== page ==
If your project is going to have heavy make-up requirements then thats someone you'd want in during this phase. But if not, that hire can wait.
You'll tailor the "who" of this stage to your project. But the pro tip for this stage of preproduction to is get the people you need early on board early.
5. Break down the script (with script breakdown software)
Remember that script you locked? Well now it's time to break it down. But what do we mean by that exactly?
The script breakdown process is fun part of pre production. Essentially, you'll turn words into props, scenes, costumes, and locations... your screenplay is turning into a series of lists and reports. With those reports, you’ll have a much clearer idea of what you’ll need to budget.
A brief primer on the script breakdown pre production process
Imagine that your movie is a meal, and your script is a recipe. Well now it's time to make the shopping list.
In a way, you're digesting the 'concept' of your movie and it's turning into real world elements. Now is when you and your team are really starting to figure out how to make a movie.
Gorilla Scheduling vs. StudioBinder Film Scheduling
We're now one third of the way into our pre production checklist. The "first act" of this process is over and we're ready to ramp up our planning to the next stage of pre production.
6. Turn your words into images with storyboard software
Here we go! The first full creative step since you locked your script. You broke the script into reports. Now you're turning words into images. What was purely verbal is now visual.
When you make a storyboard, you’re taking a major step towards communicating and realizing the vision of the project. Both literally and figuratively. Leveraging the best storyboard software can help you and your visual team achieve this step.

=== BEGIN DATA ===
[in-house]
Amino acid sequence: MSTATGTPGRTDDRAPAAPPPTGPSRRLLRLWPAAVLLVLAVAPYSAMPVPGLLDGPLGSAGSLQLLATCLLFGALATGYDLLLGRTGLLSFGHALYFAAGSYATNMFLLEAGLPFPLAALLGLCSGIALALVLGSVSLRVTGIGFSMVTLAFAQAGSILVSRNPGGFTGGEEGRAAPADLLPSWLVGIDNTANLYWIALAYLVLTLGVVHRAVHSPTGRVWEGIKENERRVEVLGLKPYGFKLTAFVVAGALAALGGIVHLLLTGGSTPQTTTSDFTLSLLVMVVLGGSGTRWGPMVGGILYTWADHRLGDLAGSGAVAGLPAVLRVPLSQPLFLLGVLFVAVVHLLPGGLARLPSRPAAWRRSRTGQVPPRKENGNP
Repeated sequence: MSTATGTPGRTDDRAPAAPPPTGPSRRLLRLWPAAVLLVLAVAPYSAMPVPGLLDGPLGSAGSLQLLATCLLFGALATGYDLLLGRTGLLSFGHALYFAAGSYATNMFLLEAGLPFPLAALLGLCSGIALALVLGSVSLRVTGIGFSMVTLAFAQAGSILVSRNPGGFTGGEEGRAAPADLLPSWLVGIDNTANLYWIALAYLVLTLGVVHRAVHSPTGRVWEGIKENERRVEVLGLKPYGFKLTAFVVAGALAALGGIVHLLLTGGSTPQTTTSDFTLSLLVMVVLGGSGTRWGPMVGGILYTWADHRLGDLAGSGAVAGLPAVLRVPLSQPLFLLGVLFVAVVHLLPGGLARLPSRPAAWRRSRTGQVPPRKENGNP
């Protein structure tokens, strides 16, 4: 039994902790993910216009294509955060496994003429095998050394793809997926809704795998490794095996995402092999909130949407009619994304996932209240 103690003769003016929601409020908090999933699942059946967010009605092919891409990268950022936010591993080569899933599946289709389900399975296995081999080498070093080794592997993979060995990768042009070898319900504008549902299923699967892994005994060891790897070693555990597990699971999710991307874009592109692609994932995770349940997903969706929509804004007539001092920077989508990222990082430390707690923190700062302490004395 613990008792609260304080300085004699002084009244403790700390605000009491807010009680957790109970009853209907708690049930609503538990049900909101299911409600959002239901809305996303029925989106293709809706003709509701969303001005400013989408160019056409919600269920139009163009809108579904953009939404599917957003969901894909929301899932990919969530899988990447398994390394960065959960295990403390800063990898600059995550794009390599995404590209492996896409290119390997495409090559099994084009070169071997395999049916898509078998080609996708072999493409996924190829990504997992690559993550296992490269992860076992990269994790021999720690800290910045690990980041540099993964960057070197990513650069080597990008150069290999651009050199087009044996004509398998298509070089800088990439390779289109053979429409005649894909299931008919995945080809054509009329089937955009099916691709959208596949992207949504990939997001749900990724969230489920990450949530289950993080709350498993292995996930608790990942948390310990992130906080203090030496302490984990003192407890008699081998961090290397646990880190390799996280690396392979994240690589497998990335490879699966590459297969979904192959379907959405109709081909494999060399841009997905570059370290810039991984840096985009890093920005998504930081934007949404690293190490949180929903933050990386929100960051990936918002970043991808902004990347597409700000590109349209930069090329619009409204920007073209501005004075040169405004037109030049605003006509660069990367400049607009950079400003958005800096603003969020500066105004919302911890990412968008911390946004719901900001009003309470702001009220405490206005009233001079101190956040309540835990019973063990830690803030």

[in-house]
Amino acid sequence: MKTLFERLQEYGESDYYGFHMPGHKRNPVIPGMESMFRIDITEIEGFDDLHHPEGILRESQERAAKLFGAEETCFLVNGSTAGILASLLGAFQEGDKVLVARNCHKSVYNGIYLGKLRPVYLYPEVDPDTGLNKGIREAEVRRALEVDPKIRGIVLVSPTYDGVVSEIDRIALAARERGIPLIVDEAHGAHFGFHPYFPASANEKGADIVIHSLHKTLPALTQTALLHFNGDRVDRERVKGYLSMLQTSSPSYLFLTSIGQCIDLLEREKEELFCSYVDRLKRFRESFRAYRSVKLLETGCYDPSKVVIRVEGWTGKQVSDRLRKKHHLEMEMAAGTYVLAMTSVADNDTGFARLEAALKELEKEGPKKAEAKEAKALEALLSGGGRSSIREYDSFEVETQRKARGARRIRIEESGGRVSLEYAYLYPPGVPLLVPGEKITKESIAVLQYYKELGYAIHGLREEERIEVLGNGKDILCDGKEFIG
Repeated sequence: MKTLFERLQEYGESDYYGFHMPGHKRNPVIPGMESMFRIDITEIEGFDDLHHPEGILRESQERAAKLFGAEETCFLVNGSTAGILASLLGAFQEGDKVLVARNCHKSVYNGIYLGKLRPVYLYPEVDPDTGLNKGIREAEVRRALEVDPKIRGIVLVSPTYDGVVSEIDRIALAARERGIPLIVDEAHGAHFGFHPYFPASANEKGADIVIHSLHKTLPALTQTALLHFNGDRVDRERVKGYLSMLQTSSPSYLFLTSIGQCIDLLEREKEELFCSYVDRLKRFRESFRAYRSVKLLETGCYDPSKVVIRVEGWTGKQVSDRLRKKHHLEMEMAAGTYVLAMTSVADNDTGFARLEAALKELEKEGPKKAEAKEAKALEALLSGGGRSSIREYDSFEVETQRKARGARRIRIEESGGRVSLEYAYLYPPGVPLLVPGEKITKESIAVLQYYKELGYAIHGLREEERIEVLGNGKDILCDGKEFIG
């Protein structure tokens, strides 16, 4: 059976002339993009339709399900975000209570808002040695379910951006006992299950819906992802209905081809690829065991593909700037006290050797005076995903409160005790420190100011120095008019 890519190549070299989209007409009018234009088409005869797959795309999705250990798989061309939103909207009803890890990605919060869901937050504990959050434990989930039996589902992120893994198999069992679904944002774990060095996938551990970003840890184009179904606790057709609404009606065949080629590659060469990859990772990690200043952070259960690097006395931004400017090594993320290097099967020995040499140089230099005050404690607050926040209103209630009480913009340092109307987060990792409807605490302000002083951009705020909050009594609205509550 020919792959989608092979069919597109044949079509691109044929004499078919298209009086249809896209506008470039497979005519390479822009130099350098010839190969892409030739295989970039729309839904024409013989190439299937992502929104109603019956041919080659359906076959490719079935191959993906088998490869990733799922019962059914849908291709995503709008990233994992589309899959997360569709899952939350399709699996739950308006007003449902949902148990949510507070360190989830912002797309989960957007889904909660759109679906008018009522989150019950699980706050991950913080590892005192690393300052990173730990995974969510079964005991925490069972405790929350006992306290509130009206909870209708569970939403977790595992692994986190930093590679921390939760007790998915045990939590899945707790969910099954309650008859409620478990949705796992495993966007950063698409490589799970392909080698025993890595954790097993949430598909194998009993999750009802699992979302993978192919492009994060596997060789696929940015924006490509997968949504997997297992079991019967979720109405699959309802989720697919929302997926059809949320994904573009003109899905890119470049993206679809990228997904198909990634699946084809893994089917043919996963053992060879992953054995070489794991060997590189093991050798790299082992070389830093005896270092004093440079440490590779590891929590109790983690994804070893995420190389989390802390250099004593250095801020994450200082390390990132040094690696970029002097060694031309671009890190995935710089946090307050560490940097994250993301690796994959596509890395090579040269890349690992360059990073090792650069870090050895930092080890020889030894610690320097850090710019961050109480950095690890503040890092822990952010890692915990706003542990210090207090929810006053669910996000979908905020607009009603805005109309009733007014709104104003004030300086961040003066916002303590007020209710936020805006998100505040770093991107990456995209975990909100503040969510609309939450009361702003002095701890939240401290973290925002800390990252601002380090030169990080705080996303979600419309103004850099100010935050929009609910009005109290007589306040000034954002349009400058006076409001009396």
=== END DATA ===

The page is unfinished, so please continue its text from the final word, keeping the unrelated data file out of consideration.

How to make a storyboard in StudioBinder Storyboard Creator
7. Location sc
Location scouting is a process. So you can't cross it off your list before you move to the next step. But you can and should start it now.
There will be something of a give and take between your storyboard process and securing locations. What you see on your location scouts will inform your boards, and vice versa. We're getting to a point in the pre production checklist where there will be overlap and cross pollination.
Pro tip: Want to learn how to make a movie? You need to master the art of compromise. With individuals, but more so with limitations beyond your control.
Your director loves a location, but it'll cost a lot more to lock than you budgeted. Can you sacrifice some money elsewhere to secure the dream location? Or is the location a no-go?
Be prepared to have these conversations and/or make these calls. Sometimes asking up front for a list of deal-breakers from the director is useful. You don't want to cramp his or her artistic freedom with dollar signs concerns if you don't have to. At the same time, the director needs to accept (and work with you) on fulfilling the budget.
8. Casting during pre production
This is a big one. Like with many steps, you may have started the casting process already. Perhaps a star was attached during the development phase, but you're still going to have some parts to audition during the pre production process in film.
There are a ton of great casting resources online now. To get you started, explore some of the best free casting websites here.
So let’s get this process going! If you can't find the exact right person for a role you'll want to be able to extend the search.
9. Art department pre production
This step is a question because in some cases the answer may be “very little.” Say you're prepping a short film that you'll shoot in your apartment – production design tip numero uno when you’re on a tight budget. Some set dressing. Some props. Nothing crazy.